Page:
Nappy Rash or Diaper rash or Diaper Dermatitis is an irritating rash that develops on the skin that is covered by a diaper.
It is one of the most common skin problems in infants and children.
Diaper rash occurs most commonly in infants between ages 9 and 12 months, but can occur at any time the child wears a diaper. Fortunately, most cases of diaper rash are short-lived and resolve with home treatment.
TYPES OF DIAPER RASH
There are two main types of diaper rash: Rashes that are caused or worsened by a diaper and Rashes that are not related to diaper use.
Diaper-related rash — Usually caused either by irritation, a yeast/fungal infection, or an allergic reaction.
1.Irritation — caused by any irritant (usually urine or feces) is the most common cause of diaper rash.
It is generally seen on the buttocks, lower abdomen, genitals, and upper thighs (the areas that are in direct contact with the diaper). Skin folds (groin and area between buttocks) are not usually affected. Symptoms can vary from mild redness to painful areas of skin that are raised, peeling, or weeping.
Such Diaper-rashes may occur more frequently if a child has an episode of diarrhea or has recently taken antibiotics.
2.Candida infection — Yeast or Fungal (Candida) infections develop usually following episodes of loose motions (diarrhea).
Rashes caused by Yeast infections are often found in the skin folds between the thigh and body, and in the folds of skin around the genitals. These rashes often appear ‘Angry red’!
3.Allergic reaction — Allergic reactions or skin sensitivity to the diaper itself is a less common cause of diaper rash. This reaction could be to different materials, dyes, gels or other chemicals used to make that diaper.
Non-diaper-related Nappy rash — Skin conditions that can affect the diaper area but are not caused by the diaper include seborrheic dermatitis, bacterial infections, psoriasis and others. This article limits the discussion to rashes that are caused or worsened by a diaper.
DIAPER RASH PREVENTION
Prevention of diaper rash includes a combination of measures, which are most effective when used together. The letters ABC are a useful way to remember these measures:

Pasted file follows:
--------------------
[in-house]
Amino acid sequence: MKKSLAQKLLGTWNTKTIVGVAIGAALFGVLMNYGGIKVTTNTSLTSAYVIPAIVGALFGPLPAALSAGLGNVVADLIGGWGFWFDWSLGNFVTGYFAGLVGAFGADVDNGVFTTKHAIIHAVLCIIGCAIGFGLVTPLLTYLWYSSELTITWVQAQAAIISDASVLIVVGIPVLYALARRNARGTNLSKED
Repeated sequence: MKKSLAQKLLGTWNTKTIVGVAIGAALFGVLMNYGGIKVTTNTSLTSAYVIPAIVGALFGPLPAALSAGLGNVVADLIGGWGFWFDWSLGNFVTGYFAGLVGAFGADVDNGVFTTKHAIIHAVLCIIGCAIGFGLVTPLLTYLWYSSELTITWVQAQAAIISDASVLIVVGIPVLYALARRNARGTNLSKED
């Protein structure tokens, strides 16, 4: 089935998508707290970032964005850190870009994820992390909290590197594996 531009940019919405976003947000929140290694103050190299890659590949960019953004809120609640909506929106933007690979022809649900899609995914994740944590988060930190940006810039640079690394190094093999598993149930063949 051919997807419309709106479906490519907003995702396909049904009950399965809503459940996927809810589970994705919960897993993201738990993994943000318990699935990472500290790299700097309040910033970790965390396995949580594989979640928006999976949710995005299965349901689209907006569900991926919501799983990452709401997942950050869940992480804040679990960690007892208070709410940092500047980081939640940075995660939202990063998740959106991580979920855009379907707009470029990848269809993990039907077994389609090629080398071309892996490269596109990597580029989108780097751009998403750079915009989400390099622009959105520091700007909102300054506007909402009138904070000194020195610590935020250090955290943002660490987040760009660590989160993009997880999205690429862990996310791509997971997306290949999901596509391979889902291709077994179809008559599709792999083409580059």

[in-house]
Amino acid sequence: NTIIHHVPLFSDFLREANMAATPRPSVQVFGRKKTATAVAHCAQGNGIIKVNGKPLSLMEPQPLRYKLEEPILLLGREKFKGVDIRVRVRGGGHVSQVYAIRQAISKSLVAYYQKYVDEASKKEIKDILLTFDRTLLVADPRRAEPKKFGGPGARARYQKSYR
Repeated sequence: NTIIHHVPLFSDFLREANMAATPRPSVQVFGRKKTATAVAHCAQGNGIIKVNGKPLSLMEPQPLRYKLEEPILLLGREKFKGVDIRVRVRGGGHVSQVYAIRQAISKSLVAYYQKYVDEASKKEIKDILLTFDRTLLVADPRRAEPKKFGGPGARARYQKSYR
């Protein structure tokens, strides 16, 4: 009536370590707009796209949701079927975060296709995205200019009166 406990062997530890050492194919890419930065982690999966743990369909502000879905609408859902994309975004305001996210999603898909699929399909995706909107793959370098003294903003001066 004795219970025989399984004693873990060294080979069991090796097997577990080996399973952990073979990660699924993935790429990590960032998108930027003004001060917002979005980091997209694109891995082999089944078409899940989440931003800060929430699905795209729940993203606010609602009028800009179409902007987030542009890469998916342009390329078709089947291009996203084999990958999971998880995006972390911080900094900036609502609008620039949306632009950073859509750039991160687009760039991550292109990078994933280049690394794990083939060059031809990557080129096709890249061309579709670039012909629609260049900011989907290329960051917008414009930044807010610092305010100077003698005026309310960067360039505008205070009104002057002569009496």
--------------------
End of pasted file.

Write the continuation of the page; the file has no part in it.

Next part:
Leave the nappy off as much as possible
This allows fresh air to get to the skin. Let the baby lie without a nappy on a towel or disposable absorbent sheet for a period of time each day. However, do change the towel or sheet as soon as it becomes wet.
Nappy creams literally form a barrier between your baby’s skin and the poo or urine. These creams contain zinc oxide , white soft paraffin etc and are available in pharmacies. Ideally, rub on a thin layer of barrier cream or ointment just before putting on each nappy.
Powders — Powders that contain talc or corn starch can reduce friction and moisture. However, powders are not generally recommended because the child could accidentally inhale them.
A suggested interval might be every two to three hours . Ideally, change the nappy as soon as it is wet or soiled. The aim is to prevent skin being in contact with urine and poo for long periods of time.
Clean the skin in the diaper area gently and carefully. Overzealous cleansing can cause or worsen irritation and delay skin healing. Gentle cleansing with warm water and a soft cloth or cotton-ball is usually sufficient. If soap is desired, a mild, fragrance-free product is recommended.
If baby wipes are used, choose a brand that is alcohol and fragrance-free. Baby wipes are not recommended if the skin becomes irritated or develops open sores. If a diaper rash does not seem to be improving, baby wipes should potentially be stopped, as some baby wipes can cause allergic skin reactions.
After washing, make sure the baby’s bottom is properly dry. Do this before putting on a new nappy. Dry by patting, not by rubbing, with a towel. Also avoid soaps, bubble baths and lotions. Don’t use tight-fitting plastic pants over nappies.
Treatment of different Types of Diaper Rashes
Steroid creams — If the child’s skin becomes severely inflamed, the health care provider may recommend a mild, over-the-counter steroid cream such as 1% hydrocortisone. This can be applied in a thin layer to the irritated skin twice per day for no more than 5 days. Remember steroid creams should be used only on the advice of your treating doctor
Antifungal treatments — An antifungal treatment may be prescribed if the child is diagnosed with a yeast/candidal infection. Antifungal treatments are available as a cream, ointment, or powder. The treatment is usually applied two or three times per day and can be applied beneath a barrier skin ointment or paste, until the rash is gone.
Antibiotics — Sometimes the inflamed skin of a nappy rash becomes infected with other types of germs (bacteria). This may be suspected if the rash becomes worse, despite use of the above treatments. If the child develops signs or symptoms of a skin infection, a health care provider should evaluate the child. If needed, he or she may prescribe an antibiotic ointment or oral antibiotic. Over-the-counter antibiotic creams or ointments (sample brand names: Neosporin, Bacitracin) are not recommended because they contain ingredients such as neomycin and bacitracin, to which many children are allergic.